Good morning. I ordered 12 shrubs yesterday afternoon, and added a note with my online order that I wanted them shipped ASAP. I didn't mention anything about them being dormant. I figured they would still be dormant so I didn't think to ask. I'll give FF a call when they open and touch base with them.

The reason I don't want to plant them til the frost threat is over is not because of the roots. It's because of what I went through last March. I know this winter is entirely different than last year's, and that we've had 6-12 inches of snow in our yard almost constantly for the last 4 months, so it's doubtful March will heat up like it did last year.

But even so, last year was such a huge turn-off for me personally in terms of having to cover trees with tomato cages and blankets because they had leafed out early, with hard freezes following shortly thereafter. that I want to wait to plant these shrubs til I know I don't have to be concerned about it. I'll just leave them on the porch and plant them in 8 weeks. If a hard freeze happens in the meantime, no worries, I can just bring them in and put them in our wood room that is much cooler than the rest of the house.

    Bookmark   March 8, 2013 at 6:18AM
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whaas_5a(5A SE WI)

For small trees that are 1 gallon or less thats understandable. The forecast for an above average (temp wise) April would make me nervous too as you know we're going to get freezes and frosts mixed in there.

I'm too impatient myself though. I'd rather get them in the ground as soon as the ground is workable. With Feb and March trending below normal I don't see April warming up the soil to the degree the 100 year record breakers of 70s and 80s that came along March of last year. Just isn't going to happen.

    Bookmark   March 8, 2013 at 8:06AM
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Every gardener in a colder climate zones faces ilovemytrees's dilemma. Delay ordering so you can plant immediately, taking the chance of plants selling out early or having to deal with the plants for weeks before it's safe to put them in the ground.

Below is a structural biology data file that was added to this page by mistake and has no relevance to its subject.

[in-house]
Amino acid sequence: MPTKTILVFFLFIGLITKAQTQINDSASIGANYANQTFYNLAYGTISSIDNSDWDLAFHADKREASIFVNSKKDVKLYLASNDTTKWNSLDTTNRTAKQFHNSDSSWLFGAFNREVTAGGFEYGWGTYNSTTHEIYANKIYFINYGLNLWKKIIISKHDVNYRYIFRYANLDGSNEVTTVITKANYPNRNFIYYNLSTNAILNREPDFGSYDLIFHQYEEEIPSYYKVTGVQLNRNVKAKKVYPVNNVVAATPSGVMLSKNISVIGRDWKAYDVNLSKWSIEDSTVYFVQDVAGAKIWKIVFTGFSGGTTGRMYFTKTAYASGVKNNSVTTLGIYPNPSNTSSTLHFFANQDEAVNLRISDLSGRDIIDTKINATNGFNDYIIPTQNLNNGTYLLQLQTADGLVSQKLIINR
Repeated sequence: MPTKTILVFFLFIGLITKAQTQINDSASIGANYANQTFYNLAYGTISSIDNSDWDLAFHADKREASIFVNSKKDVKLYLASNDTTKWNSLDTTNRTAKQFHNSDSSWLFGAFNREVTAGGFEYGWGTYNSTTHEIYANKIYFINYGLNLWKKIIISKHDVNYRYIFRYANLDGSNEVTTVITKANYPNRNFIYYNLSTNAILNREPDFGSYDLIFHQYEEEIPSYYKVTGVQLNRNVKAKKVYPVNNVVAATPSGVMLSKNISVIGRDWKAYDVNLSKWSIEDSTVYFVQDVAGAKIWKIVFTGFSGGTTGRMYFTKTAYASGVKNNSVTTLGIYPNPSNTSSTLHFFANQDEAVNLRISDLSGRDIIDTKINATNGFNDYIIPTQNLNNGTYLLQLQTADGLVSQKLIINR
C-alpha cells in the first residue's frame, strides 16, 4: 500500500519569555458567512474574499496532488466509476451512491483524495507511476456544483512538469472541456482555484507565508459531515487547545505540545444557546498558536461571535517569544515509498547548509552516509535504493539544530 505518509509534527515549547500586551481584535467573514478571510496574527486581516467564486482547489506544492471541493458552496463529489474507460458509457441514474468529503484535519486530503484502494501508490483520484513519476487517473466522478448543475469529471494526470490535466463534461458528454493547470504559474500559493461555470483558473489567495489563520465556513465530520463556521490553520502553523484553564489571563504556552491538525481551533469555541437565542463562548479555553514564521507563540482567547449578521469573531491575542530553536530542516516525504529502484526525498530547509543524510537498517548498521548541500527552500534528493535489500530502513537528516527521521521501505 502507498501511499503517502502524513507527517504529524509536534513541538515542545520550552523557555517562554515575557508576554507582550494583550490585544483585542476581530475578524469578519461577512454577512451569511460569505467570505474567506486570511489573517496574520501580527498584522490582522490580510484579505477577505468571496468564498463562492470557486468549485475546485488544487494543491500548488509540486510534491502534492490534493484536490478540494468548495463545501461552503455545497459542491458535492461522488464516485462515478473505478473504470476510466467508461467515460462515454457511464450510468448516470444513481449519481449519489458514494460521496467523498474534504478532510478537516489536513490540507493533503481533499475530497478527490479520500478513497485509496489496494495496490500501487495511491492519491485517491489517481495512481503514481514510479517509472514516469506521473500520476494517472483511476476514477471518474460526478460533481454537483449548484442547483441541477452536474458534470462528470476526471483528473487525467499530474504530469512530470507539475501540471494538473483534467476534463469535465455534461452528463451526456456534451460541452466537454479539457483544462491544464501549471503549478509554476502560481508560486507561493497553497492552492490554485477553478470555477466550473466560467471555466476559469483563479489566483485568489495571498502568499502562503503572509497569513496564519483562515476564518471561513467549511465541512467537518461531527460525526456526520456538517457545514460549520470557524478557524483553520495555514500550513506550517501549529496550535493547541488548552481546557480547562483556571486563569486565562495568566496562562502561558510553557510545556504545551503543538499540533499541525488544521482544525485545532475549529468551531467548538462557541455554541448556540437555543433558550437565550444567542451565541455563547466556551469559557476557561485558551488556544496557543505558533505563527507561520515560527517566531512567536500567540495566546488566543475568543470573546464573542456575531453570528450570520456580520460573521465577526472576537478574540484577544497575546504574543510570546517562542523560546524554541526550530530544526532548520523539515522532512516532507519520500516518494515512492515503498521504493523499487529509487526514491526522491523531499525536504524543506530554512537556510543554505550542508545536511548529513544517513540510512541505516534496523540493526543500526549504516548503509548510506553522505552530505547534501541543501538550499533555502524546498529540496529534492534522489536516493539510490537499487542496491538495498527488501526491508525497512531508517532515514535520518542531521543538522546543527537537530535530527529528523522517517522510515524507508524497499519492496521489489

Many of the large mail order nurseries will accept your order very early in the year, tag your plants and ship them when you indicate even if it's months away from the date of your order.

It's true that dormant plants will ship with fewer potential problems, but "demanding" that they be in this condition is impractical. Many of the large west coast nurseries grow exclusively under cover and in containers so the dormant season is very short. Places like Forest Farm, Greer Gardens and many others have decades of experience in packing and shipping plants. They want your purchases to succeed as much as you do. Trust them to treat your plants well, ship under the right conditions, and make good on any problems should they occur.

    Bookmark   March 9, 2013 at 5:27AM
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whaas_5a(5A SE WI)

You could simply ask if they are dormant and if they aren't then delay shipment.

Ak, I'd agree most (if all) places tag/reserve your plants if you order them. Obviously some places are better at managing their inventory. There is one in particular that keeps the plants online available for order but then when it comes time to ship they don't have them.

I had an order that was supposed to ship last week but it didn't and I had to ask again if they are still dormant for shipment this Monday. Usually I'm only worried about species that break bud earlier than others. Plants like conifers and Oaks not too worried. Maples, need to get those shipped early this month.

I have to take the resposibility to ensure two things.

1) How is the weather looking across the shipping path and 2) ensure they ship on Monday if they are coming from the west coast so they don't sit at a hub over the weekend.

    Bookmark   March 9, 2013 at 8:40AM
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ilovemytrees(5b/6a Western, NY)

I called FF yesterday about 2 hours after they opened. They were so busy! The number was busy every time I called until finally someone answered who then said the call rolled over to her department and that she didn't have a computer and to try calling back in a few minutes, which I did and finally got through.

The woman I spoke with sounded friendly but extremely rushed. I asked if the shrubs were still dormant and she said she hadn't notice any leafing out, but her voice trailed off as she said something to the effect of they could be nearing breaking bud. She said they are shipping my order on Monday.

I wish I had ordered these 2 weeks ago. I'm not holding off my order til May though; I'll accept the consequences of getting them now.

    Bookmark   March 9, 2013 at 9:21AM